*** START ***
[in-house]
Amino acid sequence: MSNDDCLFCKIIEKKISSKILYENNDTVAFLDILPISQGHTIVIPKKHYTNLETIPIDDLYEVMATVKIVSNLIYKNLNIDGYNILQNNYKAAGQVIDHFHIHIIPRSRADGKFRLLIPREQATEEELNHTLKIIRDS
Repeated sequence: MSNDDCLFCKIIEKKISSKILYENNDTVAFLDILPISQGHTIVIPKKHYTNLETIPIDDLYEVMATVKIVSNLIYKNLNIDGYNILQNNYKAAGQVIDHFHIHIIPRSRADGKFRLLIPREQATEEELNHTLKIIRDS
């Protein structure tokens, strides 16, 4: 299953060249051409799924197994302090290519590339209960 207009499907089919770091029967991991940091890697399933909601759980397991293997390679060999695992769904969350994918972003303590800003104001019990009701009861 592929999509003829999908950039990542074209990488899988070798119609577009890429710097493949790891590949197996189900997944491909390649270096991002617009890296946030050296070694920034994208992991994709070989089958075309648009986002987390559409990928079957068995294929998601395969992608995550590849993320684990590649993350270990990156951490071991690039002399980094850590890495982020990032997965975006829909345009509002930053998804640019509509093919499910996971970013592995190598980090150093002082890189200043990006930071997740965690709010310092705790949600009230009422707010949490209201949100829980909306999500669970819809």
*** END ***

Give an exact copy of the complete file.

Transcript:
[in-house]
Amino acid sequence: MSNDDCLFCKIIEKKISSKILYENNDTVAFLDILPISQGHTIVIPKKHYTNLETIPIDDLYEVMATVKIVSNLIYKNLNIDGYNILQNNYKAAGQVIDHFHIHIIPRSRADGKFRLLIPREQATEEELNHTLKIIRDS
Repeated sequence: MSNDDCLFCKIIEKKISSKILYENNDTVAFLDILPISQGHTIVIPKKHYTNLETIPIDDLYEVMATVKIVSNLIYKNLNIDGYNILQNNYKAAGQVIDHFHIHIIPRSRADGKFRLLIPREQATEEELNHTLKIIRDS
């Protein structure tokens, strides 16, 4: 299953060249051409799924197994302090290519590339209960 207009499907089919770091029967991991940091890697399933909601759980397991293997390679060999695992769904969350994918972003303590800003104001019990009701009861 592929999509003829999908950039990542074209990488899988070798119609577009890429710097493949790891590949197996189900997944491909390649270096991002617009890296946030050296070694920034994208992991994709070989089958075309648009986002987390559409990928079957068995294929998601395969992608995550590849993320684990590649993350270990990156951490071991690039002399980094850590890495982020990032997965975006829909345009509002930053998804640019509509093919499910996971970013592995190598980090150093002082890189200043990006930071997740965690709010310092705790949600009230009422707010949490209201949100829980909306999500669970819809």